Use our premium meal planner tool (free trial) to access tons of weekly meal plans, complete with shopping lists. You can adapt the diet plans to your liking, skipping any meal, choosing how many people you’re cooking for, and the shopping lists adapt. You can even start a new plan from scratch (of from pre-existing ones), tailor them completely and save them.
Last year while I was going grain free/LCHF, I decided to get him and his siblings gluten free (While planning to eventually get him completely grain free, however that hasn’t gone to plan yet lol!) The futher away from gluten he was, the more veges he started to willing eat. We just started him off with carrots as he seemed to like them more than other veges. He loves potatoes and meat so we would tell him have a carrot then you can choose to have a mouthful of potato/meat then have another carrot etc. We just kept perserving, adding in the other veges and adding in more (Eg you can have some potato after you have eaten 4 carrots etc) and now a few months ago for the first time he cleaned off ALL his veges before he even touched potato or meat without being asked. It hasn’t happened again since BUT he will eat all of one food group before having something else.
Hi Sam, it won’t work. You will be incredibly hungry and you won’t have any energy. The idea of the keto diet is to get your body used to use fat to burn energy not carbs. Since you won’t be eating carbs energy has to come from “something” and it can’t be protein. I can’t recall what happens when you have too much protein when doing Keto but it was something scary. In general, I do not recommend the Keto diet without some sort of supervision by your doctor or nutritionist that can watch your process and progress.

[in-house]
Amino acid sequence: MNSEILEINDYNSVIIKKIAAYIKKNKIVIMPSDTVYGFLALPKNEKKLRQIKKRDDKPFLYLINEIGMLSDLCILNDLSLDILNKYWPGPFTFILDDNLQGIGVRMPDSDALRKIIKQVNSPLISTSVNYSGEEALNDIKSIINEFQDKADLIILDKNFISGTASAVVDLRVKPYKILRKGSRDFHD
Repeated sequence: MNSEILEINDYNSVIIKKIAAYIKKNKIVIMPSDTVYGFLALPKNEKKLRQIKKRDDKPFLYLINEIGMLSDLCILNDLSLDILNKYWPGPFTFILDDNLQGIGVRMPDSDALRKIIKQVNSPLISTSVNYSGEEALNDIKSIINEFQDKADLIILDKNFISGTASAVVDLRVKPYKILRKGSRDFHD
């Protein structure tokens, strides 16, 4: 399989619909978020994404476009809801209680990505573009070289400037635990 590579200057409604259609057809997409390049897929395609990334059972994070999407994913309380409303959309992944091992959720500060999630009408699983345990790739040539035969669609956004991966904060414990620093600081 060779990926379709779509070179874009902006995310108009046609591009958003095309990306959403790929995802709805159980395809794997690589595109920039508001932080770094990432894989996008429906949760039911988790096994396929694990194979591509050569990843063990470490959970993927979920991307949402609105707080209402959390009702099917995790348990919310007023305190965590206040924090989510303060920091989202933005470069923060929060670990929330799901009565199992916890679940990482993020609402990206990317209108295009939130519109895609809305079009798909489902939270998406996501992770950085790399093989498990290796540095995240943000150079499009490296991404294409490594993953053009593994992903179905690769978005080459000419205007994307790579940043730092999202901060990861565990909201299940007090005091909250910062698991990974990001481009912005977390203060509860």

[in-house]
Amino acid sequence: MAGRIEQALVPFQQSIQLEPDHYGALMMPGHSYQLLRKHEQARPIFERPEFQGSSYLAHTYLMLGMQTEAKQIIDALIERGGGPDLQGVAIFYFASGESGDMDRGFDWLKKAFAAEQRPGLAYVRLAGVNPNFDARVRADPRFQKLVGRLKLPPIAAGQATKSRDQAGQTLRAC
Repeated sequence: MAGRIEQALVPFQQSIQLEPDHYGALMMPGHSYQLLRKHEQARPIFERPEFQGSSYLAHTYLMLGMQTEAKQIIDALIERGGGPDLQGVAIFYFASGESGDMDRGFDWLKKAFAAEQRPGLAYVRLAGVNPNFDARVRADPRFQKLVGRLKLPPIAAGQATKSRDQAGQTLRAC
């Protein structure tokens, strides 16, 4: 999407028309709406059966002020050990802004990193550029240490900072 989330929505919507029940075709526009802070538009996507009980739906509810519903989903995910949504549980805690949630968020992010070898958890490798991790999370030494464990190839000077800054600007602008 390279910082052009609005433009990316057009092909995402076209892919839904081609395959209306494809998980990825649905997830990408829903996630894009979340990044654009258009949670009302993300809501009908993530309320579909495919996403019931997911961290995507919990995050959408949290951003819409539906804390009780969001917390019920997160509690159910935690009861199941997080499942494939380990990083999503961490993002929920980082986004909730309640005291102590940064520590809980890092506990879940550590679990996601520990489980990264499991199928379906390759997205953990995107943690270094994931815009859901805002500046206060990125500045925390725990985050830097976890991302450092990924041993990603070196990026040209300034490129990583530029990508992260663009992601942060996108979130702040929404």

Hi, I buy my raw, grain free cat food from http://www.naturalpetstore.com.au. Their dehydrated raw food (with all the yucky bits that they need) literally saved my kitty’s life after we accidentally poisoned her with a Yucca plant. 4 vets were useless (wanted to operate or change her diet to their grain filled products). She had never had grains so I wasn’t about to start. I also gave her digestive enzymes which I think Deb at natural pet foods now stocks.